Easter in Barcelona

Barcelona during Easter vacations: find out religious ceremonies, traditions and fun.

Barcelona panorama

Although many see Easter as a Christian religious festival, it is also about many other things.

In fact there is strong evidence to strengthen the claim that Easter was celebrated by pagans long before Christianity even arrived.

That Easter is determined by the phase of the moon and not by a specified date is just one such case in point.

So along with the rebirth of Christ we are also celebrating the spring equinox, where everything in nature comes back to life after a hard winter.

For this reason Easter is one of the best times to travel, because everything is at its most fresh and beautiful.

Of course Barcelona is no exception.

As Spain is predominantly a Catholic country and Barcelona is one of Spain’s biggest and best cities there is obviously plenty going on around Easter time.

To make things even better the sun has just started to rediscover its strength and the trees are all beginning to bloom with sweet scented blossom.

So there are few better times to visit the city. Of course the warmer weather also encourages people to take to the streets and there are plenty of processions and outdoor celebrations to see.

The days that lead up to Lent are celebrated all over the world with pancake days and Mardi Gras.

Barcelona is no different and there are all sorts of food festivals and street parties to be enjoyed.

It is known as the Carnival Carnestoltes and in the Catholic religion this is your last chance to eat, drink and, generally, be happy before you have to abstain from anything fun for a given period.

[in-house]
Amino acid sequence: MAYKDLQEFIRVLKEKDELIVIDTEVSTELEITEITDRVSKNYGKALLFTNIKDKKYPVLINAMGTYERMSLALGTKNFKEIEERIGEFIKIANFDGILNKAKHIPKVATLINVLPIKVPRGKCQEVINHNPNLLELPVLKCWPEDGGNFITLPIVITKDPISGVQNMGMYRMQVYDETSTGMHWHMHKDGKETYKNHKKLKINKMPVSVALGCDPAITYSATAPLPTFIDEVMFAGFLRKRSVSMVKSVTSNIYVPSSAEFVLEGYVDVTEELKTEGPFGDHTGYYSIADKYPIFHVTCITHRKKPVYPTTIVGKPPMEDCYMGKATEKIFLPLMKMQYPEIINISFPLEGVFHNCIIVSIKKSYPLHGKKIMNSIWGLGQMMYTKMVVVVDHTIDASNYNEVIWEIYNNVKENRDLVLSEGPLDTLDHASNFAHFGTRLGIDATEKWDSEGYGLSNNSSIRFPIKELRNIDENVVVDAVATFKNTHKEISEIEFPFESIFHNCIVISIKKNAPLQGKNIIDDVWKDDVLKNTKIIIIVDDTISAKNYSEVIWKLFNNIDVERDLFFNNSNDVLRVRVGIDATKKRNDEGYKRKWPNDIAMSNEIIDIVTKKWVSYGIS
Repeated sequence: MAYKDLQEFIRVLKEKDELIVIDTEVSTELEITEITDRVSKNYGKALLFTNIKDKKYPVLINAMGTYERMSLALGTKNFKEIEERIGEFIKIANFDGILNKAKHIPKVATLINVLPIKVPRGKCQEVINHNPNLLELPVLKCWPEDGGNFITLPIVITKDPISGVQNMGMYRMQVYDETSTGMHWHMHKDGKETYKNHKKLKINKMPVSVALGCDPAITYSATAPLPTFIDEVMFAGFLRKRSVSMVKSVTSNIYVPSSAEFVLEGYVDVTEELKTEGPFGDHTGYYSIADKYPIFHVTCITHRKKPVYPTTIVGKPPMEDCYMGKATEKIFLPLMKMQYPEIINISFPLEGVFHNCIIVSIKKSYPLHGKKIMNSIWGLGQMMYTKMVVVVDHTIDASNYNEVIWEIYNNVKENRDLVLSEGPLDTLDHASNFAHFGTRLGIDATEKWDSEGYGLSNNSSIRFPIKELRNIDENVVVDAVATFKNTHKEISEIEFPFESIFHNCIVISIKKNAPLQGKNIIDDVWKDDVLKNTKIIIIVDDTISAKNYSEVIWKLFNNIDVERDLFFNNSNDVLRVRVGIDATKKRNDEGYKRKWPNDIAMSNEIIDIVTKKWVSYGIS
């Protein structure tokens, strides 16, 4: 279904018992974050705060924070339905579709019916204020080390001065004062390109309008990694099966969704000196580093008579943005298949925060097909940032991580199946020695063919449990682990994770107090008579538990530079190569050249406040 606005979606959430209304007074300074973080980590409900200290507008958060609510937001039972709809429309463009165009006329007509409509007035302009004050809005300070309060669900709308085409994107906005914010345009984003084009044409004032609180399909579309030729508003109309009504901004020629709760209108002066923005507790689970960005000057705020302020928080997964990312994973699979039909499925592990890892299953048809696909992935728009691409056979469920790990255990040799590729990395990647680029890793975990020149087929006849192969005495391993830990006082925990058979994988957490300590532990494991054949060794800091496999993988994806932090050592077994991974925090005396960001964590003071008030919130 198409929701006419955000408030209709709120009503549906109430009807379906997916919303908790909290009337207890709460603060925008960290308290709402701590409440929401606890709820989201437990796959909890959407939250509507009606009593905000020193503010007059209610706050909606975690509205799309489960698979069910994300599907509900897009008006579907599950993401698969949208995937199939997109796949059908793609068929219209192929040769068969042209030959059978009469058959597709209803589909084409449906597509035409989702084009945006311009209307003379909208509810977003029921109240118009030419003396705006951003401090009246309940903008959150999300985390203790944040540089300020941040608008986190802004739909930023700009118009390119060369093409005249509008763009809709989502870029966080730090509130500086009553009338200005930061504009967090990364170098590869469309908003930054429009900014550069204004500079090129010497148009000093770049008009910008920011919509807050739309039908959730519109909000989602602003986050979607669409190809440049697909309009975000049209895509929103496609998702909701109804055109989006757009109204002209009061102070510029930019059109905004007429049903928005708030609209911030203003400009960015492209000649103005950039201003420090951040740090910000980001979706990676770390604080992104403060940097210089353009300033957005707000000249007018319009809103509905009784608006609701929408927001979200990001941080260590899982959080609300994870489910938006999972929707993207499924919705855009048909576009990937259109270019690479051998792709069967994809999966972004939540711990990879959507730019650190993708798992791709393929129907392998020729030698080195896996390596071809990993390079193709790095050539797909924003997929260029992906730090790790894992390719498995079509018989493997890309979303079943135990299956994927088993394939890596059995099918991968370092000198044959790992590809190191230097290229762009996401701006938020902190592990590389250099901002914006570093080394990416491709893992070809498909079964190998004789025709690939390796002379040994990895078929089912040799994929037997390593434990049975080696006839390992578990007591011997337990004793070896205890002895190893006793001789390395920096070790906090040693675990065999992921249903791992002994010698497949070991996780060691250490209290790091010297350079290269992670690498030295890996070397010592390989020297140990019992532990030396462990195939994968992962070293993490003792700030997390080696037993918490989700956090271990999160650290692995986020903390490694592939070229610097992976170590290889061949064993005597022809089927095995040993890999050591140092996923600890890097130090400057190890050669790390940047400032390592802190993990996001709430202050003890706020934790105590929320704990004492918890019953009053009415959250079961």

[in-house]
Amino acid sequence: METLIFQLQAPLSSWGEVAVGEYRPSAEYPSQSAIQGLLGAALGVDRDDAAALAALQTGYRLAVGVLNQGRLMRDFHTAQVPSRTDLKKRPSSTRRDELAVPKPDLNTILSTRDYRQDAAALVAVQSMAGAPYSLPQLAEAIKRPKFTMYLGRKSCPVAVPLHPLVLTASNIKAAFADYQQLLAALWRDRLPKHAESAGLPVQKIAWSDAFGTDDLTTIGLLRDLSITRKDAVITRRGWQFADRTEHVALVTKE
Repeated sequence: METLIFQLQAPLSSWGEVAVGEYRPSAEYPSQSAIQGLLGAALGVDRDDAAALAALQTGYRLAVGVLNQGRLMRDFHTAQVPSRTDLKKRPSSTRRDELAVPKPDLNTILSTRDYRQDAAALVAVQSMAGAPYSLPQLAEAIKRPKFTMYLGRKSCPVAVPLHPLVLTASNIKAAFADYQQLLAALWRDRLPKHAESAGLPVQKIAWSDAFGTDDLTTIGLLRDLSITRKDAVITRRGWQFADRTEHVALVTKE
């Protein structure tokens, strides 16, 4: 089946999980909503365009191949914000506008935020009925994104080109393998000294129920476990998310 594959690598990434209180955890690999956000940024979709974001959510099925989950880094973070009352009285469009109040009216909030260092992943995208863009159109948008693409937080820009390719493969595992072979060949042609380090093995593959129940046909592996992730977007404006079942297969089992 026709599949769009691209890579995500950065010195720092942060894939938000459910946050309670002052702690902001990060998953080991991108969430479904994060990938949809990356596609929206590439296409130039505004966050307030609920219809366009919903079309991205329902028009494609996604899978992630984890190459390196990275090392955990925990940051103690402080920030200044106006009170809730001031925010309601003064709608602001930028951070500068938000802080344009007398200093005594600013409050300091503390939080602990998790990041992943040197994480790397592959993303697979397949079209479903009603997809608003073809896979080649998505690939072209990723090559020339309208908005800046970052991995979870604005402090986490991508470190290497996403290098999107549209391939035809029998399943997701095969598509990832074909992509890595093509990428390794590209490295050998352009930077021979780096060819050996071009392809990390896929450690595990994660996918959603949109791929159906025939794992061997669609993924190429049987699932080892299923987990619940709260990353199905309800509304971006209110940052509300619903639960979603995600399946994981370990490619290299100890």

So why not join in with our religious friends and, rather than take everything in moderation, binge for a few days and then have a few weeks off.

After Lent comes Holy Week or Semana Santa as it is known in Barcelona.

This is a time when Christians really put the effort into their religion and spend an awful lot of time praying.

However, Barcelona is a part of the Catalunya region of Spain, which is traditionally less religious than the others.

That said, there are still plenty of things to do and if you want some religious fun then head to the Cathedral on Palm Sunday, when lots of Catholics will gather to march and wave palm leaves.

Over the next seven days Christians will spend quite a bit of time attending religious ceremonies, but if you aren’t really that fussed there is one thing that Barcelona can offer to everybody at this time off year.

Chocolate figurines are the order of the day and every confectionery shop in the city will show off its wares in window displays.

Some are very religious and seem almost sacrilegious to bite into, others, however, are far more bizarre; Chocolate Shrek anyone?

So you don’t need to be religious to enjoy Barcelona at Easter as the city welcomes all visitors with the same amount of glory.

However, there is a lot to do and see at this time of year so if you fancy a European Spring Break, then this could be just the spot.

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